New Recommendations Aim to Eliminate Racial Disparities in Multiple Myeloma Therapies and Trials

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Recommendations designed to address the underrepresentation of Black patients in clinical trials for multiple myeloma were recently released. Details about the initiative, published by Gormley et al in Blood Cancer Discovery, form a road map for designing multiple myeloma clinical trials to eliminate racial bias by including more Black patients, as well as for gathering real-world data from health records about the effects of drugs in this population.

Through a joint workshop initiated by the U.S. Food and Drug Administration (FDA) and the American Association for Cancer Research (AACR), a cohort of researchers, physicians, patients, statisticians, representatives from the pharmaceutical industry, and regulators reviewed existing issues with the goal of improving effectiveness of multiple myeloma therapies in Black patients.

Multiple Myeloma in Black Patients

Multiple myeloma is diagnosed in about 30,000 people in the United States annually, resulting in more than 12,500 deaths. Black patients are more than twice as likely as White patients to be diagnosed with multiple myeloma—15.9 vs 7.5 cases per 100,000 population. They are also more likely to die from the disease—5.6 vs 2.4 myeloma deaths per 100,000 for Black vs White patients.

An array of new treatments in recent years have generally improved outcomes for patients with myeloma. However, data from large multiple myeloma clinical trials shows a decrease in enrollment of Black patients by 3.5% over a recent 10-year period. Even more critically, most racial and ethnic minority patients participated in trials that did not involve novel agents.

Kenneth C. Anderson, MD

Kenneth C. Anderson, MD

“There hasn’t been as much progress [for Black patients] as there has been in other groups,” said corresponding study author Kenneth C. Anderson, MD, Program Director of the Lebow Institute for Myeloma Therapeutics and the Jerome Lipper Multiple Myeloma Center at Dana-Farber Cancer Institute. “The number of [Black patients] enrolled in clinical trials of novel agents or treatments of multiple myeloma has been tragically low. When they have enrolled, their outcome to treatment with novel therapies has been the same or even better than other patients,” he said.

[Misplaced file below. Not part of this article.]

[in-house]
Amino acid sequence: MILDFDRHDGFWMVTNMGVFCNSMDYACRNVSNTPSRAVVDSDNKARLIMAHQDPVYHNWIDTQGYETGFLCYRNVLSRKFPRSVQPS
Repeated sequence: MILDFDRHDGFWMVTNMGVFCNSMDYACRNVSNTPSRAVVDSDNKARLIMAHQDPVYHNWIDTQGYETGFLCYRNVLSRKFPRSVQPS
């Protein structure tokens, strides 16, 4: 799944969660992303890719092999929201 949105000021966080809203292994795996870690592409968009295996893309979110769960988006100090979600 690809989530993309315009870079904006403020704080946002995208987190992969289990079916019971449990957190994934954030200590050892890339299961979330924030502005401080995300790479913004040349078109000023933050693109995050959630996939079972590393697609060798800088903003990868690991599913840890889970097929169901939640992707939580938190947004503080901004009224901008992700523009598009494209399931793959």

Black patients comprise 20% of people diagnosed with myeloma, but between 2003 and 2017, only 4.5% of patients in new drug and biologic license applications for myeloma were Black. This disparity has raised concerns that the findings of therapeutic clinical trials may not be entirely valid for Black patients, due to underlying genetic and biologic differences that have been discovered between Black and White patients with multiple myeloma.


The new recommendations emerged from a February 2020 FDA-AACR workshop in Washington, DC. The group recommended a number of changes to the design of clinical trials of drugs for which manufacturers are seeking approval. They included:

  • Broadening eligibility criteria whenever possible. For example, study criteria that reject patients with conditions like high blood pressure and kidney disease may disproportionately exclude Blacks. Including such patients may allow researchers to collect more data in racial and ethnic subpopulations.
  • Requiring trial sponsors to complete a diversity study plan that sets targets for enrolling diverse participants.
  • Appointing a diversity officer to assist with trial design and recruitment. Trial design should encompass disease subtypes and features most commonly seen in Black patients. Patients and patient advocates involved in the workshop strongly supported the recommendation of a diversity officer “to define strategies that support [Black] participation in clinical trials.” The presence of a diversity officer “will hold researchers and industry accountable to conduct more inclusive and patient-centric trials,” the recommendations stressed.

Other recommendations concerned gathering clinical trial data in the postapproval period. Studies conducted after the drug has entered clinical use could identify differences among racial and ethnic subpopulations with regard to safety and efficacy. The recommendations also sought to increase diversity by directing stakeholders to devise strategies to overcome clinical, social, and socioeconomic impediments to trial access.

Dr. Anderson emphasized the importance of patients’ participation in the workshop that formulated the recommendations.

“Our patients are truly the inspiration and heroes of this collaborative effort to eliminate the glaring issue of racial disparities in clinical trials,” he said. “If we can make clinical trials more inclusive and representative of real-world patients, we may not only enhance participation of [Black] patients, but also provide a paradigm for new drug development more broadly.”

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